The beauty of steel is it’s infinitely recyclable, so it will never break down.
“All new manufactured steel is already using 75 percent of recycled steel,” Esche says. “I believe 70-80 percent of steel is recycled properly. It can go on curbside. It’s also magnetic, which means a lot of sorting systems, when they are sorting through trash or recyclables, use magnets to pull out metals. So even if it does get tossed in the wrong bin, there’s still a large chance that it will be pulled out and sorted correctly. We’re by no means thinking that we are the only ones that are going to do this. We hope to inspire others as well, because it is an industry-wide issue.”
The move from plastic to steel was in line with Gnarly’s overall brand positioning of respecting the outdoors—the recreational playground used by so many of Gnarly’s consumers—and doing their part to keep their environmental footprint down to a minimum. It also came with a price increase, marking the first time the company did so in nine years.
“We raised our prices between $1 and $1.50 per product because of this overall update in packaging,” Esche says. “In the past year we also upgraded our bags, so our bags are recyclable plastic. We’re still investigating even better solutions. And then we upgraded our plastic tubs to steel.
“In order to get it down to a price that we could afford—because we’re not massive—we had to buy more products in advance, more than we’ve ever bought at one time. Raised prices across the entire line made sure that we could cover the costs and continue to keep searching for new solutions and look toward the future and invest in the research on how we can continue to improve our packaging, because this is definitely not the end of the story. We know we’re not perfect, and we want to continue to address the issues that we see in our packaging and shipping. Nobody seems to mind the extra money. to protect it they are 100 percent on board. We’ve definitely had some questions about how to open the cans.”
Think of the packaging as something similar to a paint can. Users pry open the lid, remove the seal and pop the lid back on. Esche feels the steel packaging reseals better than the plastic tubs ever did.
While Gnarly has a dedicated elite-athlete following, the brand considers itself a marketer to athletes of any fitness levels, from elites to someone who exercises a few times a week.
“We’re one of the few companies in the outdoor industry that really approaches the full spectrum of every customer,” notes Esche. “Any level of athlete is who we want to talk to. That’s actually where we usually see this huge educational gap between what you can use that will help you reach your fitness and strength goals versus someone who is achieving those super high levels, climbing those but the daily weekend warrior, the person who is running a couple of times a week, whether it’s on the road or on the trail, probably hasn’t been approached about nutrition .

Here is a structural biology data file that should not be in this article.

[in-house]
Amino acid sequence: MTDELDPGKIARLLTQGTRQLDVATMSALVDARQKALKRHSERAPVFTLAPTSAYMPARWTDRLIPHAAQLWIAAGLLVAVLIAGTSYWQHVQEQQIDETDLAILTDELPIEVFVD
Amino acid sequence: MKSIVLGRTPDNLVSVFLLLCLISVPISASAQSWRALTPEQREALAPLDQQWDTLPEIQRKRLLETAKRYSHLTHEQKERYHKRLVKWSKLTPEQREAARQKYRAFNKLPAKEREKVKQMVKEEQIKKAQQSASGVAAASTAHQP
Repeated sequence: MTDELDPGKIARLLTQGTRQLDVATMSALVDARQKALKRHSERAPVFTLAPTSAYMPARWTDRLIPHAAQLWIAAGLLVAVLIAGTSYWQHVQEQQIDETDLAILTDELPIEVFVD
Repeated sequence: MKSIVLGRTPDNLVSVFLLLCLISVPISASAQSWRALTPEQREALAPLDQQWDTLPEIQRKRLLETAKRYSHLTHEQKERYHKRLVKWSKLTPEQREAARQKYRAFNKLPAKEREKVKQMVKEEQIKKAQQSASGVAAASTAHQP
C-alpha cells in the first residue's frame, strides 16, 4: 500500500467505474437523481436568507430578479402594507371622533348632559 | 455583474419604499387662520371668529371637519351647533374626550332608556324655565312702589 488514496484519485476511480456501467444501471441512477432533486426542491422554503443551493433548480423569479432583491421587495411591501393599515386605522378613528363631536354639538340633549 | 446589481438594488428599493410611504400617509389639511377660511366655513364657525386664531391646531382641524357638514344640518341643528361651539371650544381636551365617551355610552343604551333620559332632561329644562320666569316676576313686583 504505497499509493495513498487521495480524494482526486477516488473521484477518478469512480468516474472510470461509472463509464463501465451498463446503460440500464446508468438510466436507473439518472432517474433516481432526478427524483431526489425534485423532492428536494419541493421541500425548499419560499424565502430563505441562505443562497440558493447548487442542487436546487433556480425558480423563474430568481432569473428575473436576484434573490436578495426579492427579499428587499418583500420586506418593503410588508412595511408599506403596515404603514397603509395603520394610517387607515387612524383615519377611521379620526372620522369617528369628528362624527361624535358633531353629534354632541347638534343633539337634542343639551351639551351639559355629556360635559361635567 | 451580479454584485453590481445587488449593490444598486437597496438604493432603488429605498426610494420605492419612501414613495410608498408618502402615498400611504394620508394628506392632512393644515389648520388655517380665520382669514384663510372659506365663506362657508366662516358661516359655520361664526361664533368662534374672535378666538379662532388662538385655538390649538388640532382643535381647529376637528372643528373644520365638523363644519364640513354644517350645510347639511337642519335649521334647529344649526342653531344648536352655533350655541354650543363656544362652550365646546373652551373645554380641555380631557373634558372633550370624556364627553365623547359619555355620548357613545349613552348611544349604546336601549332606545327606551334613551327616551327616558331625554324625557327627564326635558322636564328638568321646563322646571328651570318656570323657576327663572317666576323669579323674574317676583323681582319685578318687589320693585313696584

“If you look at everything we put out there, it’s very educational first because we want people to understand that there are products that can make you feel better while you are doing the activities you enjoy. It can make you stronger and help you achieve those very personal goals. We are not trying to sell something to someone that they don’t need.”
The small, community vibe is how word about the brand began to spread—on a local, grassroots level. These days, Gnarly dabbles in nearly every form of advertising, from influencer marketing to social media and sponsorships.
“Gnarly was built on relationships,” says Esche. “We were getting that immediate feedback from the athletes and the community using our products. Gnarly’s based out of Salt Lake City, Utah, and there were a lot of friends of friends who were immediately engaged and interested in using the products that Gnarly was putting out.
“We were founded on that influencer and grassroots marketing style. In 2022, we’re looking to grow quite quickly. A number of years, working with them to put out a lot of educational information. We’re working with Trail Sisters this year. It’s this combination of partnerships and very select, targeted advertising. As many people as I could possibly reach. I want to send very targeted messaging to select audiences that’s based on education that’s helping people understand what’s best for them.”
The rise of user-generated content and posting videos online of workouts and meal plans/prepping has served as a boost to Gnarly and the nutrition industry as a whole.
“One of the reasons it’s very important for us to be a relationship-focused company because nutrition is not something that is often very visible,” Esche concludes. “We’ve benefited a lot—and I think all nutrition and supplement brands have benefitted—from this new age of user-generated content and video content. It allows more eyes to see how you might prepare something in a certain type of shake or favorite recipe.
“When the world was just super image focused, it wasn’t easy to get an image of an athlete using your nutrition that felt authentic because it’s not something you do in front of the world. an apparel brand, the apparel is going to be right there at every moment. Nutrition happens behind closed doors. Or it’s in your water bottle or in your pocket. The video age has been much kinder to nutritional and supplement brands.”